Cybercriminals are the main culprit
Mention data loss to anybody in business and they will probably make an immediate connection to cybercrime. After all, with all the reports of malware, ransomware and hacking incidents in the news, it’s easy to assume that data compromise is a result of malevolent intrusion into IT infrastructures.
Contrary to popular belief, hackers are not the main culprits. Comprehensive research of small to medium-size businesses (SMBs) across the world confirms that hardware or systems malfunctions constitute 40% of all data loss events. Coming in a close second is human error, to which 30% of all data loss can be attributed. Software corruption, virus and malware, and natural disasters make up the other 30%. Of this cybercrime is only responsible for 5% of all data loss occurrences. Continue reading
Love to hate outsourcing
Traditionally the owners of small to medium-sized businesses (SMBs) have embraced a love to hate attitude towards outsourcing IT and the companies offering these services. Founders of start-ups and entrepreneurs of SMBs in the business for the long haul have considered outsourcing a threat to corporate autonomy. Some may feel that they will lose control of their company should they chose to outsource their IT infrastructure management. Unfortunately, many SMBs that have adopted a negative stance to outsourcing suffer the consequences of inadequately managed technology and become victims of cybercrime, downtime and data loss. Continue reading
The cloud. Mention the term and an array of thoughts spring to mind: data in the sky, something not to be trusted or a technology that is reserved for corporate giants. The cloud is none of these. In simple terms, the cloud is a platform offering remote storage of data amongst other services vital in keeping your IT infrastructure optimised and fully supporting your business operations.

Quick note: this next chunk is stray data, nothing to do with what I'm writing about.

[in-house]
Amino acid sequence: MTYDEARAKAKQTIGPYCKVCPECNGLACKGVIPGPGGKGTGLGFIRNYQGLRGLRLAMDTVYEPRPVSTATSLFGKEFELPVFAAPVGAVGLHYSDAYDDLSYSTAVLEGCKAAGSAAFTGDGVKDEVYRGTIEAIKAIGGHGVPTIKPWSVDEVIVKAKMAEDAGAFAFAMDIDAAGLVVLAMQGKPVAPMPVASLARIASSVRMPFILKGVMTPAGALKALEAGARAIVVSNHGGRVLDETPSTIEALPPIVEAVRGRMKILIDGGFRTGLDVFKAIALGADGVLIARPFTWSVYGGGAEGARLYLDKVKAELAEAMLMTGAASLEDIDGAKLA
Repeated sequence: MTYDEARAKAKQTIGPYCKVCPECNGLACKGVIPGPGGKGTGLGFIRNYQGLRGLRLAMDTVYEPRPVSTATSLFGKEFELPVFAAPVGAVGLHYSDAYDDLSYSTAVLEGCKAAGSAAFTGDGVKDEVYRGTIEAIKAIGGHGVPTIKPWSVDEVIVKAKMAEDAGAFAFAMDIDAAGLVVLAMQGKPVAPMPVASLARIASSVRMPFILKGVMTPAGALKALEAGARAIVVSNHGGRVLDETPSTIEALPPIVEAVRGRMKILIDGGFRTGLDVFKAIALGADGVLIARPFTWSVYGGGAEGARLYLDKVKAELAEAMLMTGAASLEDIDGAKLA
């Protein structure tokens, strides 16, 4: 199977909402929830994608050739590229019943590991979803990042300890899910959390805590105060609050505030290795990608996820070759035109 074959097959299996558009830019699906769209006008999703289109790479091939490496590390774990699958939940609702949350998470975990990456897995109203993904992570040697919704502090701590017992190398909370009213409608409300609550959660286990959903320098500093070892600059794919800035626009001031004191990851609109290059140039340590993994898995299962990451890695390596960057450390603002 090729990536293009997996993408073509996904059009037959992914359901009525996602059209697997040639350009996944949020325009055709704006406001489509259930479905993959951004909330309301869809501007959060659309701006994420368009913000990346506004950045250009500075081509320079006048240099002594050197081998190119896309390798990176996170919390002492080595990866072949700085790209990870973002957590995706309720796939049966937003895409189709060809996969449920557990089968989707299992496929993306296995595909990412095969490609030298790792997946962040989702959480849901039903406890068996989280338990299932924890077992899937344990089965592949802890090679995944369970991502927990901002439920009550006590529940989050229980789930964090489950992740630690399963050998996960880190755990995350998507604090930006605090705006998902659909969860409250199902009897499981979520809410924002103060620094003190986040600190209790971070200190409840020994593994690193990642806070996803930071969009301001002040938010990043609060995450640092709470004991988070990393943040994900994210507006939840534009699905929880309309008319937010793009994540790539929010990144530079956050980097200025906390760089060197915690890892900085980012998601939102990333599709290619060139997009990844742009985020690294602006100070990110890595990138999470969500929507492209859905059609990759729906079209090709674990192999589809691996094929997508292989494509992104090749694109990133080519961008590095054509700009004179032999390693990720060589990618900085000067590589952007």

Enterprises, irrespective of size, face never-ending challenges. Not only do competitors provide obstacles to increased productivity, growth and higher revenue generation, but threats such as fluctuating consumer confidence and escalating operating expenditure are problematic, specifically for small-to-medium-size businesses (SMBs).
A significant challenge facing all SMBs is the prospect of cyber attack. Statistics from the 2017 Cyber Security Breaches Survey reveal that 46% of UK businesses identified either a security breach or hacking incident last year. The victims of cybercrime include Lloyds Bank, Three Mobile and the NHS, to name a few. Cybercrime experienced by SMBs is not deemed newsworthy. Continue reading
Technology and IT are integral to the 21st century, significantly impacting the way we do business, our social interactions and how we choose to entertain ourselves. Moreover, our unparalleled adoption of the web and the internet has rendered us heavily reliant on data and computer systems. We pay bills online, actively buy into e-commerce and FaceTime or Skype our friends and loved ones. We are able to instantly access sensitive records and files from government, banking and corporate websites. Put simply, IT saves money, time and resources. Who could ask for anything more? Continue reading